Rank and organization:   Sergeant, U.S. Army, 48th Engineer Combat Battalion.
Place and date:   At Mount Porchia, Italy, 7 January 1944.
Entered service at:
Birth:   Odessa, Mo.
G.O. No.. 56, 12 July 1944.
For conspicuous gallantry and intrepidity at risk of life, above and beyond
the call of duty, in action involving actual conflict. On the night of
7 January 1944, Sgt. Specker, with his company, was advancing up the slope
of Mount Porchia, Italy. He was sent forward on reconnaissance and on his
return he reported to his company commander the fact that there was an
enemy machinegun nest and several well-placed snipers directly in the path
and awaiting the company. Sgt. Specker requested and was granted permission
to place 1 of his machineguns in a position near the enemy machinegun.
Voluntarily and alone he made his way up the mountain with a machinegun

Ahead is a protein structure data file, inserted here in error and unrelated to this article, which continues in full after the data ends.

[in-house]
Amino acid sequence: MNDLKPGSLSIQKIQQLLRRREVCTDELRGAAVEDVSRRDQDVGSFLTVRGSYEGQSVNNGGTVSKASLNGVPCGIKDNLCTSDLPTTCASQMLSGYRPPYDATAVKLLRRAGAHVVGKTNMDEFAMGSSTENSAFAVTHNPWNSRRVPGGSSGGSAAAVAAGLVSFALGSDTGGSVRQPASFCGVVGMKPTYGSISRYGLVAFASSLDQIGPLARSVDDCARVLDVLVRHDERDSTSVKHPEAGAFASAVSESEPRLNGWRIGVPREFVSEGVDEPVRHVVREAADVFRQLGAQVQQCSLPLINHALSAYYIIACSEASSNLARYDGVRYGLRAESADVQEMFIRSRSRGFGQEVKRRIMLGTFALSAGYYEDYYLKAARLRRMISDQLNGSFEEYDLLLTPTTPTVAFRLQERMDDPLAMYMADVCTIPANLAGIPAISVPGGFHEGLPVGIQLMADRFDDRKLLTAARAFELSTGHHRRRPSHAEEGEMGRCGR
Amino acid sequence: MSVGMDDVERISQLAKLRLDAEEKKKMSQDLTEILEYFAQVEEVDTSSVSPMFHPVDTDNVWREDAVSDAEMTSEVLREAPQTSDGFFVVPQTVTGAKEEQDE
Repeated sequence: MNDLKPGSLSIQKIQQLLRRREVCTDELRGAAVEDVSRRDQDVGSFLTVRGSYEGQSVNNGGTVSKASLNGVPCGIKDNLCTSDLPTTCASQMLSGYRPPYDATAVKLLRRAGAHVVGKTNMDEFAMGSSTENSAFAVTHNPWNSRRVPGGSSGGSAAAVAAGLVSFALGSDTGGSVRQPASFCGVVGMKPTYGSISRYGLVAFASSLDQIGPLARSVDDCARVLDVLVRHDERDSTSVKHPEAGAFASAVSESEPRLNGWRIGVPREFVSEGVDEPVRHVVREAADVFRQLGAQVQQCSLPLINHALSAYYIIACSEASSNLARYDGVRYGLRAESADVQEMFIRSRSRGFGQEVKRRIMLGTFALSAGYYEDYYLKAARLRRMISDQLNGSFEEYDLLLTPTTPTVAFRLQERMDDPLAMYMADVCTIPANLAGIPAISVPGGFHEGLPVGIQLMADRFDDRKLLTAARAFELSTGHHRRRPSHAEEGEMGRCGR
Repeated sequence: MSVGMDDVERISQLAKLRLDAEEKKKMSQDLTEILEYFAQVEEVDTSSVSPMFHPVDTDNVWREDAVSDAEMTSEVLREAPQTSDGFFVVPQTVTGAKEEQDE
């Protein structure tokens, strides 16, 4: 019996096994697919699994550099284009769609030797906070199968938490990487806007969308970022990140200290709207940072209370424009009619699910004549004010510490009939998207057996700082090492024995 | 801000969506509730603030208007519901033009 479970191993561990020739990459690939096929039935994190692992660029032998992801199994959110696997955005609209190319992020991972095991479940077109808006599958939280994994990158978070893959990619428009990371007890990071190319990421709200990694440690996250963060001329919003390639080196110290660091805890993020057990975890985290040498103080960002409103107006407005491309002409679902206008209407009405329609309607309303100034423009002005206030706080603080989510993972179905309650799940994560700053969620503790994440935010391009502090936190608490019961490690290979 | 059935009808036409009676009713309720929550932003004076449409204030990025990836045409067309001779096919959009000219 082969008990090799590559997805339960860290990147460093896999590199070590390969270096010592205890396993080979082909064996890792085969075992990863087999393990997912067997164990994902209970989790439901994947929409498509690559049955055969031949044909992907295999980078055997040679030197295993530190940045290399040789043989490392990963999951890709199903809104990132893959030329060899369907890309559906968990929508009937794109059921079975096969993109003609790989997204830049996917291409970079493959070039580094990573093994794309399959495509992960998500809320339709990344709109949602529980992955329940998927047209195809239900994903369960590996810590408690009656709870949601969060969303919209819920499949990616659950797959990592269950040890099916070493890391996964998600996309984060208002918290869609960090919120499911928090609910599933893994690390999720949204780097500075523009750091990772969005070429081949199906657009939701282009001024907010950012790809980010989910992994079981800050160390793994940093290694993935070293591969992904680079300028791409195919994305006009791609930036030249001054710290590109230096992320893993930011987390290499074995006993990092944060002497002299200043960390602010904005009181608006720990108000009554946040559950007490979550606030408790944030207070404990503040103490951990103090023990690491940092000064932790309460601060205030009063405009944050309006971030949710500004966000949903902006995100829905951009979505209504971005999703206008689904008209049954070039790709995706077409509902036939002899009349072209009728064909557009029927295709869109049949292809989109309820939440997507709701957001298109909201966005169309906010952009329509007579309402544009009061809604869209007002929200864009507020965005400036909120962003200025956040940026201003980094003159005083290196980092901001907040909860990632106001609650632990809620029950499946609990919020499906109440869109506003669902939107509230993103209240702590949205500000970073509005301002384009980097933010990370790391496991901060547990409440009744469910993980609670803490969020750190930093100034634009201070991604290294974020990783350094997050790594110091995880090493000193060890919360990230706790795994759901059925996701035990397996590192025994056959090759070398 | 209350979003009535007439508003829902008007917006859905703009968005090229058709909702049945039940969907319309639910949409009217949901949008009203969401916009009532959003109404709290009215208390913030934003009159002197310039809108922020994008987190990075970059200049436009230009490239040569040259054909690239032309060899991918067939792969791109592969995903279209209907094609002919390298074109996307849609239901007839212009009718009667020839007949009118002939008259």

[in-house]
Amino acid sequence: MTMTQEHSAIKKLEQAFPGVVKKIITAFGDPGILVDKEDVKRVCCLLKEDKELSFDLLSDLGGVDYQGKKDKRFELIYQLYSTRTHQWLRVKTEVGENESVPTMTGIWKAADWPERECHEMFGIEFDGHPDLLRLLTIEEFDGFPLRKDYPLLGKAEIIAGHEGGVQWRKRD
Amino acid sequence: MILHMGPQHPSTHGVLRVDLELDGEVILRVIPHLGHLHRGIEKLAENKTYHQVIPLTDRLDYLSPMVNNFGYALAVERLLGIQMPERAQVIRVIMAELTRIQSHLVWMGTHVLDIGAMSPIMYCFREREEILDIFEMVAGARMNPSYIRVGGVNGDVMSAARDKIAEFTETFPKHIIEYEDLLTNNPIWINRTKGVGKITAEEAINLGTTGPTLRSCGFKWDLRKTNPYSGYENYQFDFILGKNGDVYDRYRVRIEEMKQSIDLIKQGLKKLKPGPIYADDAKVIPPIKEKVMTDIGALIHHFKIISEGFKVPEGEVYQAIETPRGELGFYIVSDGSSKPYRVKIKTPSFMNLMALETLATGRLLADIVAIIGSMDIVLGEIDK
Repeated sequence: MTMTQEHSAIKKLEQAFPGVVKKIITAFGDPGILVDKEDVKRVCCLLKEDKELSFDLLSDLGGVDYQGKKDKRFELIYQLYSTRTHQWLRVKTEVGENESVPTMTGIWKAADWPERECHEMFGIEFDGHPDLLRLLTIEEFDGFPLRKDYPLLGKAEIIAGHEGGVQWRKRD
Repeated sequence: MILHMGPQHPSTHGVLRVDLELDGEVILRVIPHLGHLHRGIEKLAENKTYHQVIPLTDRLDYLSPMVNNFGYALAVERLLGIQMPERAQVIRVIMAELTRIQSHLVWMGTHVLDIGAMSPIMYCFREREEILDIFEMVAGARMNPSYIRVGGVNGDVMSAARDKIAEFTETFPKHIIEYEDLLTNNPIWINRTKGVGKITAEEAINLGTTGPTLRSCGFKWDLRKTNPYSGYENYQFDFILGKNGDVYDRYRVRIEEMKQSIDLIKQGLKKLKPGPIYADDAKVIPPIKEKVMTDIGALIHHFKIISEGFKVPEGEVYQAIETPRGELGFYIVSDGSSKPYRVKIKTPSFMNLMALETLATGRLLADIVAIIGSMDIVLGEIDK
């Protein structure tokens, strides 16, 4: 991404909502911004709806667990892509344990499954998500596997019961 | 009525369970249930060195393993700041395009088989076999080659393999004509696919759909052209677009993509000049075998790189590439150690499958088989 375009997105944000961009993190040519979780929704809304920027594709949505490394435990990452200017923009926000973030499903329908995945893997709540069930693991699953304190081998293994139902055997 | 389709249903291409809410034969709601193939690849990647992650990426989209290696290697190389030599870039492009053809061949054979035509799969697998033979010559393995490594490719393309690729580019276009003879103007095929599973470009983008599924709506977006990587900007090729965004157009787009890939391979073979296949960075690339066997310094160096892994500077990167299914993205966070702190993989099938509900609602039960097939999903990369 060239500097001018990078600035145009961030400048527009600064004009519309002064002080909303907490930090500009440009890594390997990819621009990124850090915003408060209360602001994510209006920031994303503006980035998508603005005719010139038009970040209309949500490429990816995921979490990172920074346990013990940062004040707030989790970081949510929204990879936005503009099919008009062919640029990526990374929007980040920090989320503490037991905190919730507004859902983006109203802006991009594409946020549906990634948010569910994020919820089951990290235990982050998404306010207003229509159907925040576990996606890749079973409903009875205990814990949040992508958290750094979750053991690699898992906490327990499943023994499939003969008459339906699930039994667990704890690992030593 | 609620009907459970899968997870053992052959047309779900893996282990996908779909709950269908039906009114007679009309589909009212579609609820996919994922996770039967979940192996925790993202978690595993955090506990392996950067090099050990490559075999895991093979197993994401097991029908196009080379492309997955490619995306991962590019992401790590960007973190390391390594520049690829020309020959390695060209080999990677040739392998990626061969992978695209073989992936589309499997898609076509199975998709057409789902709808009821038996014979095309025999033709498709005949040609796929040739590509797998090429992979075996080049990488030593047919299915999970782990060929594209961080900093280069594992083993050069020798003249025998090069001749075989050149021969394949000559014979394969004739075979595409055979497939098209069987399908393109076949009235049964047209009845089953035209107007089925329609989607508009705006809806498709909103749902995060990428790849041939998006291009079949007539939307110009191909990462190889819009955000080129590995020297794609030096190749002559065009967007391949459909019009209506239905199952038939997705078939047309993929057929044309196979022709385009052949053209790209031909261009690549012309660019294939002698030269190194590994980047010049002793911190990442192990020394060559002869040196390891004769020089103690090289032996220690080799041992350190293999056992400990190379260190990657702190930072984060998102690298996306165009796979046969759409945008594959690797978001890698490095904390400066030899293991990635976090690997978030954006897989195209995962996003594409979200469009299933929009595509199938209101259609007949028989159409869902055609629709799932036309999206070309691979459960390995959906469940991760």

and a box of ammunition. He was observed by the enemy as he walked along
and was severely wounded by the deadly fire directed at him. Though so
seriously wounded that he was unable to walk, he continued to drag himself
over the jagged edges of rock and rough terrain until he reached the position
at which he desired to set up his machinegun. He set up the gun so well
and fired so accurately that the enemy machine-gun nest was silenced and
the remainder of the snipers forced to retire, enabling his platoon to
obtain their objective. Sgt. Specker was found dead at his gun. His personal
bravery, self-sacrifice, and determination were an inspiration to his officers
and fellow soldiers.
This data was extracted from the Committee on Veterans' Affairs, U.S. Senate, Medal of Honor Recipients: 1863-1973 (Washington, D.C.: Government Printing Office, 1973)